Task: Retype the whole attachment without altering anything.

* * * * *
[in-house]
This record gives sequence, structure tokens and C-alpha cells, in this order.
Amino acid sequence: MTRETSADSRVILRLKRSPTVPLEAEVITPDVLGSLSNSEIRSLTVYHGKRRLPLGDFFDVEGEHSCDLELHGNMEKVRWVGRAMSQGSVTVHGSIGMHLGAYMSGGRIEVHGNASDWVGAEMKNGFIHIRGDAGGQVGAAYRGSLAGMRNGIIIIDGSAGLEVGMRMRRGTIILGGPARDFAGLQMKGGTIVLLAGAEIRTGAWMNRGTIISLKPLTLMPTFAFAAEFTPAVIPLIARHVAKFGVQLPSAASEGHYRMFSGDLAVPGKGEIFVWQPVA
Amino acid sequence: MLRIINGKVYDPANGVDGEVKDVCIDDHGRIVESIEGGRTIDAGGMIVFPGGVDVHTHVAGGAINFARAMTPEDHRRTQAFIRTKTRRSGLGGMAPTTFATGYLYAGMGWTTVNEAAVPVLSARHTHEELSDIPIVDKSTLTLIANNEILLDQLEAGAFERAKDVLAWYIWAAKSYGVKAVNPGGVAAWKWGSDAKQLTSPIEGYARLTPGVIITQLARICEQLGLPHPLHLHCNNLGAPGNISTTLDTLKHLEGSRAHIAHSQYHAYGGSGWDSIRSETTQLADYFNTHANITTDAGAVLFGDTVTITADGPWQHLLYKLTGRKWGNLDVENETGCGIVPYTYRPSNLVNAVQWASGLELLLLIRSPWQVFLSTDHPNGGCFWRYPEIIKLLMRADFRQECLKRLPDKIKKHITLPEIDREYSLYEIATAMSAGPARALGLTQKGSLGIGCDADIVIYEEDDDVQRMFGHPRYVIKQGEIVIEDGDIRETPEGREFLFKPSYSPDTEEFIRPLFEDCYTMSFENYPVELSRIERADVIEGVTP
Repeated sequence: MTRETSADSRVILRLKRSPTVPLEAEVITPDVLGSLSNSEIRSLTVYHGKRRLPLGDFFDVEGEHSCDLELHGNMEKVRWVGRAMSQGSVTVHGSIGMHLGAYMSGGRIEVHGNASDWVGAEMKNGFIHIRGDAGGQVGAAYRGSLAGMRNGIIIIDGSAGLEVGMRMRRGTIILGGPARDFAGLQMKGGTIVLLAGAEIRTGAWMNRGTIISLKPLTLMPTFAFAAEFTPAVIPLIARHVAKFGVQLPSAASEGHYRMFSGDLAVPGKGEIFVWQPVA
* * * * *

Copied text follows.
[in-house]
This record gives sequence, structure tokens and C-alpha cells, in this order.
Amino acid sequence: MTRETSADSRVILRLKRSPTVPLEAEVITPDVLGSLSNSEIRSLTVYHGKRRLPLGDFFDVEGEHSCDLELHGNMEKVRWVGRAMSQGSVTVHGSIGMHLGAYMSGGRIEVHGNASDWVGAEMKNGFIHIRGDAGGQVGAAYRGSLAGMRNGIIIIDGSAGLEVGMRMRRGTIILGGPARDFAGLQMKGGTIVLLAGAEIRTGAWMNRGTIISLKPLTLMPTFAFAAEFTPAVIPLIARHVAKFGVQLPSAASEGHYRMFSGDLAVPGKGEIFVWQPVA
Amino acid sequence: MLRIINGKVYDPANGVDGEVKDVCIDDHGRIVESIEGGRTIDAGGMIVFPGGVDVHTHVAGGAINFARAMTPEDHRRTQAFIRTKTRRSGLGGMAPTTFATGYLYAGMGWTTVNEAAVPVLSARHTHEELSDIPIVDKSTLTLIANNEILLDQLEAGAFERAKDVLAWYIWAAKSYGVKAVNPGGVAAWKWGSDAKQLTSPIEGYARLTPGVIITQLARICEQLGLPHPLHLHCNNLGAPGNISTTLDTLKHLEGSRAHIAHSQYHAYGGSGWDSIRSETTQLADYFNTHANITTDAGAVLFGDTVTITADGPWQHLLYKLTGRKWGNLDVENETGCGIVPYTYRPSNLVNAVQWASGLELLLLIRSPWQVFLSTDHPNGGCFWRYPEIIKLLMRADFRQECLKRLPDKIKKHITLPEIDREYSLYEIATAMSAGPARALGLTQKGSLGIGCDADIVIYEEDDDVQRMFGHPRYVIKQGEIVIEDGDIRETPEGREFLFKPSYSPDTEEFIRPLFEDCYTMSFENYPVELSRIERADVIEGVTP
Repeated sequence: MTRETSADSRVILRLKRSPTVPLEAEVITPDVLGSLSNSEIRSLTVYHGKRRLPLGDFFDVEGEHSCDLELHGNMEKVRWVGRAMSQGSVTVHGSIGMHLGAYMSGGRIEVHGNASDWVGAEMKNGFIHIRGDAGGQVGAAYRGSLAGMRNGIIIIDGSAGLEVGMRMRRGTIILGGPARDFAGLQMKGGTIVLLAGAEIRTGAWMNRGTIISLKPLTLMPTFAFAAEFTPAVIPLIARHVAKFGVQLPSAASEGHYRMFSGDLAVPGKGEIFVWQPVA